Dental Laboratory Technician
I receive the dental impression from the dentist office with a prescription for a mouth guard. I make a cast. Place rubber material and the cast into a vacuum-like machine that forms the rubber around the cast. After that, I trim, polish, and disinfect the mouth guard before sending it to the dentist.
I could assess this patient’s teeth and mouth and fit his new mouth guard, however, the dentist on the team will see this patient. I will see another patient.
When I meet the patient, I ask what I can do for him. It’s my job to find out what the patient’s concerns are so that I can deal with his concerns and recommend options for any dental problems. I then examine the patient’s mouth to confirm that a mouth guard is a good solution and see if we need to talk about any other dental problems. If, in fact, he does need a mouth guard, I will take a dental impression so we can make the guard fit his mouth perfectly.
As I examine the patient’s mouth, I notice an abnormal white area that looks suspicious and possibly serious. I know that this patient has used chewing tobacco for many years and I think he could have oral cancer. Since further testing is needed to diagnose this particular problem, I explain to the patient what I see and that I’m concerned about it. Then, I refer the patient to a pathologist, a doctor who can make a definitive diagnosis, or oral surgeon who can biopsy the area and send it to pathologist who can diagnose the sample. The patient would see a surgeon for any necessary treatment.
When the patient comes back to receive his mouth guard, I place it in his mouth, and evaluate the fit, ask him how it feels, and figure out where I might need to make adjustments. I then use the cutting and grinding instruments to make the mouth guard a perfect fit for the patient. I also ask if the patient has followed-up with the referral for the oral lesion to an oral surgeon or a pathologist. If he hasn’t, I offer to help him do so.
Patient Summary: Elena
Elena is a 40-year-old female.
Elena would like to have a better smile.
Elena has smoked a pack of cigarettes every day for 10 years and would like to quit. She would also like her teeth cleaned.
After the dental hygienist completes the cleaning, I assist the dentist during the exam by anticipating and handing instruments as needed. I record patient information during the examination and am present during the discussion about veneers for the patient’s teeth.
I call the patient into the treatment room. I take x-rays, make a teeth chart in the patient’s record, and clean her teeth. I also talk to her about options that she has for better looking teeth. I spend more time with the patient, so I can take the time and discuss her goals for her smile before she sees the dentist. I ask about her goal to quit smoking. I describe how smoking affects the immune system and after smoking for several years, the immune system can't fight off bacteria in the mouth and the bacteria leads to gum disease. I provide materials for quitting smoking, such as brochures and hotline telephone numbers. When the dentist comes in for the exam, I assist with making a treatment plan for the veneers.
Dental Laboratory Technician
I receive the dentist’s prescription and create the veneers from the impression. First, I create models of each of her teeth that need veneers and then I make the actual veneer that the dentist will cement on the patient’s teeth. I use my art skills to “paint” the tooth to make it look natural.
I don’t see this patient. My allowed duties do not include veneers. I could, however, take the x-rays if others on the team are with other patients.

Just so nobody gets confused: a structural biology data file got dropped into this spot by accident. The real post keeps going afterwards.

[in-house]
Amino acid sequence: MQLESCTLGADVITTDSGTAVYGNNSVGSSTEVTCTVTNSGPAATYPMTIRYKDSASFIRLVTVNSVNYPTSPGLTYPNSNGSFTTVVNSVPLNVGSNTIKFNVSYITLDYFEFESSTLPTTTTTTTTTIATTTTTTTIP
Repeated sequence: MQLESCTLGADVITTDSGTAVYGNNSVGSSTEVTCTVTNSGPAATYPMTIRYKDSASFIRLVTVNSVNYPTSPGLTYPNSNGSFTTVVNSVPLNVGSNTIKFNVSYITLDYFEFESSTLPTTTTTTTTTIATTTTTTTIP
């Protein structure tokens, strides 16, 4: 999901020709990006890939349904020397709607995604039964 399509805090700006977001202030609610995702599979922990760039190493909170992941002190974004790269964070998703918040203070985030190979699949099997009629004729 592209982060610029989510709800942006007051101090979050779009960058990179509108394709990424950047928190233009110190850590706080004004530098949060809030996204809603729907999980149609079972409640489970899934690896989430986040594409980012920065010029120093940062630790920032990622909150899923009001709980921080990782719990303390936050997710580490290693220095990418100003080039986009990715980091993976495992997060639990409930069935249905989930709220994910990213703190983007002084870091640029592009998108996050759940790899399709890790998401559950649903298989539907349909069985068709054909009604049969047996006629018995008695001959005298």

When I meet this patient, we discuss her goals for her teeth. We talk about her options and the expense of each. Besides veneers, she could have composites (tooth-colored filling material). My role is to educate her about the procedure. I like to involve my patients in the decision-making process. After she decides that she wants veneers, we begin the procedure. Together, the patient and I pick out the color for her veneers. We want them to look as natural as possible. This procedure takes two appointments. Today we prepare her teeth for the veneers, take an impression to send to the lab to make the veneers, and place temporaries (covers shaped like teeth) on the teeth.
When Elena returns for her second appointment, we try on the veneers, adjust them to fit well and look like her natural teeth. Once the patient is happy with the veneers, we cement them on the teeth.
Patient Summary: Hanh
Hanh is a 63-year-old retired female.
Patient has been told that she needs some extensive work and a tooth pulled. She would like a second opinion.
After bringing the patient to the treatment room, I take an x-ray. If the patient has told me any concerns about the procedure, I tell the dentist about them.
When the dentist arrives to begin the appointment, I go to the lab in our office to pour materials for the impression. Back in the treatment room, I take an impression of the teeth before we do any work. Then, I assist the dentist during the removal of the bridge and the cavity. I anticipate the dentist’s needs by having instruments ready to hand over. I also suction saliva from the patient’s mouth to keep the field of operation clear. After the bridge is removed and the cavity is filled, I assist the dentist in taking an impression of the patient’s teeth so we can send models of the patient’s teeth to the lab with the dentist’s prescription for a new bridge. I also assist when we take a photo of the patient’s teeth.
I assist the dentist as the temporary bridge is set.
When the patient returns for the second appointment, I prepare the patient for the procedure. When the dentist comes in the treatment room, I assist while the permanent bridge is fit and set.
Dental Laboratory Technician
First, I read the prescription so I understand what I need to make. Then, I make a cast from the impressions that I received from the dental office.
From the casts, I can shape the crowns. I shade them according to the color selections the dentist wrote on the prescription. Here’s where I’m able to use my artistic skills!
After the crowns are shaped and painted, I smooth out the bridge and sterilize it.
I would not see this patient because I do not create bridges or extract teeth. The dentist will handle this one. I could, if needed, take the x-rays for this patient.